New National Water Plan: linking water and spatial planning more intelligently
The Netherlands has a new National Water Plan. Minister Schultz van Haegen (Infrastructure and the Environment) and State Secretary Van Dam (Economic Affairs) have set down how, for the next 6 years, the Netherlands will protect itself from water, how our water will be made cleaner and how the Netherlands will be designed in a climate-resilient and water-robust manner. The National Water Plan 2016-2021 also contains actions that will enable the Netherlands to remain a leader in water management and actions which will raise the awareness of the Dutch population regarding living with water.
The Minister and State Secretary submitted the new National Water Plan to the House of Representatives today. Ms Schultz: ‘If we want to continue to live in comfort and safety in our delta, water issues have to be combined with other spatial planning projects. For example, combining dyke improvement with nature development, or combating pluvial flooding with urban redevelopment. If everyone is aware of water when working on the spatial design of the Netherlands, we can keep our delta attractive and climate resilient in an affordable way.’
Mr Van Dam: ‘Rivers criss-cross the Netherlands, and they have shaped our landscape and natural environment. Water is vital for the production of our food and it affords us a great many recreational opportunities. We sail on water, and we swim in it. Together, we can ensure a water-rich natural environment which will also allow us to keep our feet dry.’
Climate change has a serious impact on our delta: bigger storm surges at sea, more water flowing through rivers, more frequent heavy rainfall, heat waves, and droughts. We need stronger dykes and wider rivers, and more options for capturing rainwater in the places where it falls. All this costs money and requires a lot of space. The Netherlands will become safer if, in our spatial planning, we take more account of water. In addition, agreements need to be made on water at the European level because rivers and seas do not respect national borders.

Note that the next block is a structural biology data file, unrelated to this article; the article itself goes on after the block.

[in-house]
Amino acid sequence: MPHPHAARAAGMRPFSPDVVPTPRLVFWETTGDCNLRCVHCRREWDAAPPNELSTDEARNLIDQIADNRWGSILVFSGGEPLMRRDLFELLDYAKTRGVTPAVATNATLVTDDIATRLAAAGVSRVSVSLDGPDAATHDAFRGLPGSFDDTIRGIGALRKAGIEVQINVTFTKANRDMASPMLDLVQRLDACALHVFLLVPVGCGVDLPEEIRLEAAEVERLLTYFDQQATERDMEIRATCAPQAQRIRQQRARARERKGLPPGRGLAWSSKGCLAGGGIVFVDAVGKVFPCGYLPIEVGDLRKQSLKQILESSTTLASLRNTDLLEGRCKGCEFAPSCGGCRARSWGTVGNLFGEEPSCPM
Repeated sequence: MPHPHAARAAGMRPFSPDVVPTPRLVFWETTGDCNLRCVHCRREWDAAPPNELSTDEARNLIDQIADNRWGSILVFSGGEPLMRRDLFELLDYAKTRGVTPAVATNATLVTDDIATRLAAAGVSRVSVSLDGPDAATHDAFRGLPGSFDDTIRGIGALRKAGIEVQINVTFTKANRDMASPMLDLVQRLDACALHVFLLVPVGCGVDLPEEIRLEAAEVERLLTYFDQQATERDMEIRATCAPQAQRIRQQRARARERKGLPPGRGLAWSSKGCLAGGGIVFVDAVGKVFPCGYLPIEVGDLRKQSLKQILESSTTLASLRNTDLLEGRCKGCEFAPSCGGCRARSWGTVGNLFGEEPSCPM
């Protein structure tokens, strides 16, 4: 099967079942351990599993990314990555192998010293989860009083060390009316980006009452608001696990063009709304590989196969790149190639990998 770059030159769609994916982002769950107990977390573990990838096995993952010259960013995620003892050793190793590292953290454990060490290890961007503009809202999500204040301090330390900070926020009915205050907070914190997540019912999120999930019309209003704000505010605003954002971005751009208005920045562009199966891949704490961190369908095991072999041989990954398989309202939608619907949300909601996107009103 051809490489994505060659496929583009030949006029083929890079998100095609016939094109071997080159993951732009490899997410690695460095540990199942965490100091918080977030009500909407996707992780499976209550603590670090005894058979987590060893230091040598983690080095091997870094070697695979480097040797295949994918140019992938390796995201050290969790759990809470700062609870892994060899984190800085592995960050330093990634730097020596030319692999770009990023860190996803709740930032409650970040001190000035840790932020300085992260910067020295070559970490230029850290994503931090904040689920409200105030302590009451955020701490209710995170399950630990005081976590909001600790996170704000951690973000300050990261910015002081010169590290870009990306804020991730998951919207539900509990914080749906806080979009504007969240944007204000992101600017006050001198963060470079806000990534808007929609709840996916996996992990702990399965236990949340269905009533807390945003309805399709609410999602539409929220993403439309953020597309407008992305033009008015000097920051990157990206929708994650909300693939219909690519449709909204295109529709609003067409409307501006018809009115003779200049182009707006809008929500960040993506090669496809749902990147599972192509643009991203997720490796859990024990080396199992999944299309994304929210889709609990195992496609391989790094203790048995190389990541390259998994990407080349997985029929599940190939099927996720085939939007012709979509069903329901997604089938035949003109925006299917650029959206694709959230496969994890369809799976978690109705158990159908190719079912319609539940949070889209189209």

The new National Water Plan focuses on 5 ambitions. We want the Netherlands to become the safest delta in the world. This ambition will be achieved mainly by revising our flood-safety standards. The cabinet has chosen to invest more in improving water quality (reducing levels of fertilisers, pesticides, drug residues, microplastics), so that Dutch water becomes cleaner and healthier, and to work towards ensuring an adequate supply of fresh water. Furthermore, the cabinet wants the Netherlands to be designed in a climate-resilient and water-robust manner, and it wants our country to be and remain at the vanguard of water management and water innovations. This is of benefit to our economy and our earning capacity. Finally, the cabinet wants to raise the awareness of the Dutch population regarding living with water.
Without stronger dykes, 60% of the Netherlands will regularly become flooded. Nine million people live in that area and 70% of our GDP is generated there. Sixteen percent of our economy is dependent on an adequate supply of fresh water. These water-dependent sectors generate a turnover of more than 193 billion euros a year.
The National Water Plan lays down the new water policy for the coming 6 years and also looks ahead to 2050. It includes the Delta Decisions (on flood risk management, the freshwater supply, and spatial adaptation), and the North Sea Policy Document with a spatial plan. Agreements on water from the Energy Agreement, the Nature Policy Vision Document, the International Water Ambition, and plans and measures programmes through which we will meet European requirements for water quality, flood risks, and the marine environment are also embedded in the National Water Plan.